Monday, December 13, 2010

My Soup-Stained Stage Star

I attended my daughter’s stage debut last week. She’s in a Lutheran preschool (more about my thoughts on that in a later post) and the preschoolers led the congregation for Advent service one evening. My Guy and I made plans to be there, even though we haven’t been inside a church since…we don’t even remember the last time. Sadly, he was held up at work that evening and had to miss the event.

Since this was my first gig as a parent to a child star performing at a church service, I didn’t know what to expect or prepare for so after work, I just showed up at her school in my work clothes like any other day and found her in her regular daycare wear thanks to her daddy who dresses her in the morning, which means I never know what to expect. That day, it was comfy pants covered in lint and a long-sleeved graphic tee. On the day of her performance. Lovely.

We dined with and met other parents and their kids prior to the service at the church basement and of course that’s when Little Miss was adamant in shoving soup in her mouth by herself, “No, no, I do it!” when I offered to carefully feed her. Of course she managed to spill chicken noodle soup and jambalaya on the front of the only shirt she had on her that day. I looked around and saw the other kids and their parents in what seemed to be their Christmas outfit, and then winced at my own work wear and her average garb with the glistening stains. Awesome.

When it came time for the service, I dropped her off at her classroom so she could congregate with her friends and teacher while I settled into my seat, waiting for the big moment. The pastor began the service and warm memories of my own church-going days many years ago flooded me. The familiarity immediately embraced me like an old friend. All awkwardness of an agnostic in a Lutheran church vanished as I remembered the prayers, ritual and songs that brought me comfort once upon a time. But the savoring didn’t last as the kids marching towards the altar broke my reverie.

I looked for Little Miss, but she was so tiny among the two to four-year-olds that I missed her in the procession. They filed in obediently in their red velvet dresses, pretty bows and pressed shirts and when they were all on stage, I finally found her. It wasn’t hard - my daughter’s the one in the soup-stained top that says SASSY in bold colors and a velour bottom with a pant leg stuck in her boot. Way to stand out kid.
See the pant leg in boot?

The two-year-olds played the mini tambourine while the older kids sang. My daughter, who loves to sing, mouthed the words as if she knew them. But then again, she probably did as they had been rehearsing this for a couple of weeks now. My heart swelled to see her “on stage”. So that’s what it’s like to be a parent in the audience. We naturally looked like the paparazzi with our phones and cameras, crowding the front of the room. I, unfortunately, only had my phone on me so I did the best I could. Again, way to be prepared mama.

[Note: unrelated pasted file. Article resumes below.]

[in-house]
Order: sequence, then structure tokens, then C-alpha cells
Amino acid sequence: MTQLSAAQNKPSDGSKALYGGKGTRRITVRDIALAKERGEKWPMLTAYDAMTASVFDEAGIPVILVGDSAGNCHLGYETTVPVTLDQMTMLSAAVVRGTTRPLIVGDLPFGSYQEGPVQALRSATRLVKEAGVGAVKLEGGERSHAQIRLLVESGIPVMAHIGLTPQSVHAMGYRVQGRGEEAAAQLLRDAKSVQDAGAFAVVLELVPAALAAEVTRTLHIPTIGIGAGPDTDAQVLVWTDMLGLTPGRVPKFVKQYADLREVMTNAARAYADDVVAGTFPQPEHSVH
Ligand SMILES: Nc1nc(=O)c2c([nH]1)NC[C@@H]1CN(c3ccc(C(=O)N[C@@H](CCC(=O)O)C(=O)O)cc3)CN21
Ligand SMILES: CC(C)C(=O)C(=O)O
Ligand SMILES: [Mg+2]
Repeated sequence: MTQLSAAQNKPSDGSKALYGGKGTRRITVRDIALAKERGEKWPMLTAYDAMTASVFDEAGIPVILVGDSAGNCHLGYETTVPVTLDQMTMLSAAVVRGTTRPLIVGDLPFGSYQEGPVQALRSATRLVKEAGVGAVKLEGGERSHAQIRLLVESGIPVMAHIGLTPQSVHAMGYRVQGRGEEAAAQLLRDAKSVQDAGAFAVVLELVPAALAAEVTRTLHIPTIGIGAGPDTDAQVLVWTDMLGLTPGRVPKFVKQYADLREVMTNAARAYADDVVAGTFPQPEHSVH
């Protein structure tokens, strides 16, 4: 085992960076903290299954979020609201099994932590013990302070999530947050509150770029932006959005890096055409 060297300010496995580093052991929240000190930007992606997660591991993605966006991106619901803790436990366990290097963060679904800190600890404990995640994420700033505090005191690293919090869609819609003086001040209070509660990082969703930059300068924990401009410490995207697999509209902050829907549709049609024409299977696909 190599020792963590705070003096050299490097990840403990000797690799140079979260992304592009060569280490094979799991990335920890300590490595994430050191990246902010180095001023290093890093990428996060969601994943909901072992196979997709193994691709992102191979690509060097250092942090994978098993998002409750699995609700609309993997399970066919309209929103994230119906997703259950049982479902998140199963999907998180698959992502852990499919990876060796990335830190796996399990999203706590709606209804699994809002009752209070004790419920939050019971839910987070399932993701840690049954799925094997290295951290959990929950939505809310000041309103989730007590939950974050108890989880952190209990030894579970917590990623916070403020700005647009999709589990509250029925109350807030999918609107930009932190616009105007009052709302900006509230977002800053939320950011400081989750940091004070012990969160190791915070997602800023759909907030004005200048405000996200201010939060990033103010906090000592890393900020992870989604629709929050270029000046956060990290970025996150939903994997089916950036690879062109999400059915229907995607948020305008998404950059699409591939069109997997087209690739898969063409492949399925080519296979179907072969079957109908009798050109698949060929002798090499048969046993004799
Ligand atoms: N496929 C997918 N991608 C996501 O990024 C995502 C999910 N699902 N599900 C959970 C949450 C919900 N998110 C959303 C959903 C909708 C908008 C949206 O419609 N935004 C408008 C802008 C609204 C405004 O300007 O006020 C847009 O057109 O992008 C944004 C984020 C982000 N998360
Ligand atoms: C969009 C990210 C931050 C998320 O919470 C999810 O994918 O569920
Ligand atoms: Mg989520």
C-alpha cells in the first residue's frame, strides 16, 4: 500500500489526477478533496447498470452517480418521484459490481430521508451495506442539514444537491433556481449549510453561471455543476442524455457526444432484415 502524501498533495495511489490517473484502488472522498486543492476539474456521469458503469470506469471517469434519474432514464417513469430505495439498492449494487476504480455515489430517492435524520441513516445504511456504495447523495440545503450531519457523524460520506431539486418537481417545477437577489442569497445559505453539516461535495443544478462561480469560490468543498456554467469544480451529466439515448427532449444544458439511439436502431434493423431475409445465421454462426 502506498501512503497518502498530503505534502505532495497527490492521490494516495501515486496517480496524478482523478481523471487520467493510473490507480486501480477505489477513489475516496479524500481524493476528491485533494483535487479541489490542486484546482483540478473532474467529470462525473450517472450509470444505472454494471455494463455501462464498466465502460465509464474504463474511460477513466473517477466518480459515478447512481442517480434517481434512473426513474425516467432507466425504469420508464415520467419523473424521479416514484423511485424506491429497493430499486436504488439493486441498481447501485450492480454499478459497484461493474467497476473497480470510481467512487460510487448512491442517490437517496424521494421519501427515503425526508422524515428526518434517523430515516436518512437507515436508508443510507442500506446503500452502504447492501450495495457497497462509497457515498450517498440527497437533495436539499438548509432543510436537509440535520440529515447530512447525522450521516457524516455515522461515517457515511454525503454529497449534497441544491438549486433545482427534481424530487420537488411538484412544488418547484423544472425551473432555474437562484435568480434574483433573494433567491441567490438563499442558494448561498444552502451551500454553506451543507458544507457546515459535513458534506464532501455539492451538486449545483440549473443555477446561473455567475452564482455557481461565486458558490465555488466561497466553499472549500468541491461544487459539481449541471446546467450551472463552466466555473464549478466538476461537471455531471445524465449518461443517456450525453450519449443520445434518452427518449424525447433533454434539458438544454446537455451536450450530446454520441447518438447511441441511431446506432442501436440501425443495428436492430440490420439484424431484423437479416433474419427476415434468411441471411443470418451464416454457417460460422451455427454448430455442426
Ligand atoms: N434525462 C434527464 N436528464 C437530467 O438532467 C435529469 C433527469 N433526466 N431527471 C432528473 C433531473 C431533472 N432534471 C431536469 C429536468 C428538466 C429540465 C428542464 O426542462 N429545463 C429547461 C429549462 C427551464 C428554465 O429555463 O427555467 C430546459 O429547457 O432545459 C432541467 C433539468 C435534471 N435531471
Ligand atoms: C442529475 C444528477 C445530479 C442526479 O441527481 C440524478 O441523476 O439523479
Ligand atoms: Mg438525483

At that point, my head latched on to another memory. It was of my first Christmas play. I think I was around nine and have been attending Sunday school for awhile when I became involved in a Christmas play and was cast as the innkeeper’s wife, the one who suggested to Joseph that he and Mary could stay in the stable. I wore my best dress, which was periwinkle blue with silver embroidery and ruffles, and it was incredibly uncomfortable for our year-round 85-degree heat but I didn’t mind. My mom sat among the audience and watched me utter my two lines. I may have forgotten the words, but that moment was crystallized in my mind forever.

It marked the beginning of my “drama career” in school but that occasion was especially memorable because it was probably the only time my mom had ever seen me perform. It might have been because it occurred on a Sunday and all of my other school productions were held during school hours, which were also the time she was at work. I don’t know what it’s like in Malaysia now but back then, parents’ participation in school wasn't a norm. It was more a luxury as many of us came from working class families who couldn't afford the time off to participate in something that seemed rather superfluous when compared to the food and shelter our parents worked hard to provide. It never occurred to me to mind that my folks were absent from my school productions most of the time; I guess it helped that my friends’ parents weren’t there either. We understood.

Now that I am a parent myself and can afford to be available, it was a no brainer for me to be there for Little Miss’ stage debut. When she was up there that evening, I saw my baby shining, and when she spotted me, her face lit up, so happy to recognize a familiar face in the sea of strangers and to know that the one face out there was smiling with her. At her. For her.  

 You probably can't see it from my crappy phone pic but she was smiling at me

I might be biased but I thought she did really well. After their one and only song, the two-year-olds were dismissed while the others continued leading the service. Little Miss ran to me on the center aisle, hardly able to contain her excitement: “Mommy!!!”

I knew then that I never want to miss any of her performances in the future (and from her demeanor on stage that evening, I suspected there would be many). While I was never upset at my mom’s absence in the audience, I also know, from the one time she was there, what it feels like to have someone in the audience who’s there just for you. And I want Little Miss to always have that.

I could tell that she was so proud. So, so proud. And so was I. Soup stains and all.